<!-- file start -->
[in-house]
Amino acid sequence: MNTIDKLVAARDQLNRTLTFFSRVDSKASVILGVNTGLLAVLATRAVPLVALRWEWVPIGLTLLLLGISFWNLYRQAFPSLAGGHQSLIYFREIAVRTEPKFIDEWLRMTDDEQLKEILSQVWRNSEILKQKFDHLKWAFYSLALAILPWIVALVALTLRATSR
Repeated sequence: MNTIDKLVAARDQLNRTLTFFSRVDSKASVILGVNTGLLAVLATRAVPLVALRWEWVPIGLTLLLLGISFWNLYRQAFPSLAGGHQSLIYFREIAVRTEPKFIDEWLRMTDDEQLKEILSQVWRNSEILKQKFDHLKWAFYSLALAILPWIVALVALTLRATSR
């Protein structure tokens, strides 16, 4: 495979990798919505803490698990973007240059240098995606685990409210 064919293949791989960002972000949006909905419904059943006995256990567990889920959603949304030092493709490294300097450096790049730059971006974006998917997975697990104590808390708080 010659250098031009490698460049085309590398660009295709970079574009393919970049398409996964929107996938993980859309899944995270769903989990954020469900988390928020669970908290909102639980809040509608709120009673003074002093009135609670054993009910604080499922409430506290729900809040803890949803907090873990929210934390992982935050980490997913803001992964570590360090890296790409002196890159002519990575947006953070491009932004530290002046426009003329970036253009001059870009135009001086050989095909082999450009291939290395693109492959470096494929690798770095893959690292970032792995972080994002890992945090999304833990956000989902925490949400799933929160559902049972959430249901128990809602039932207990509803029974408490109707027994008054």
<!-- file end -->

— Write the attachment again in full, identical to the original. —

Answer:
[in-house]
Amino acid sequence: MNTIDKLVAARDQLNRTLTFFSRVDSKASVILGVNTGLLAVLATRAVPLVALRWEWVPIGLTLLLLGISFWNLYRQAFPSLAGGHQSLIYFREIAVRTEPKFIDEWLRMTDDEQLKEILSQVWRNSEILKQKFDHLKWAFYSLALAILPWIVALVALTLRATSR
Repeated sequence: MNTIDKLVAARDQLNRTLTFFSRVDSKASVILGVNTGLLAVLATRAVPLVALRWEWVPIGLTLLLLGISFWNLYRQAFPSLAGGHQSLIYFREIAVRTEPKFIDEWLRMTDDEQLKEILSQVWRNSEILKQKFDHLKWAFYSLALAILPWIVALVALTLRATSR
């Protein structure tokens, strides 16, 4: 495979990798919505803490698990973007240059240098995606685990409210 064919293949791989960002972000949006909905419904059943006995256990567990889920959603949304030092493709490294300097450096790049730059971006974006998917997975697990104590808390708080 010659250098031009490698460049085309590398660009295709970079574009393919970049398409996964929107996938993980859309899944995270769903989990954020469900988390928020669970908290909102639980809040509608709120009673003074002093009135609670054993009910604080499922409430506290729900809040803890949803907090873990929210934390992982935050980490997913803001992964570590360090890296790409002196890159002519990575947006953070491009932004530290002046426009003329970036253009001059870009135009001086050989095909082999450009291939290395693109492959470096494929690798770095893959690292970032792995972080994002890992945090999304833990956000989902925490949400799933929160559902049972959430249901128990809602039932207990509803029974408490109707027994008054």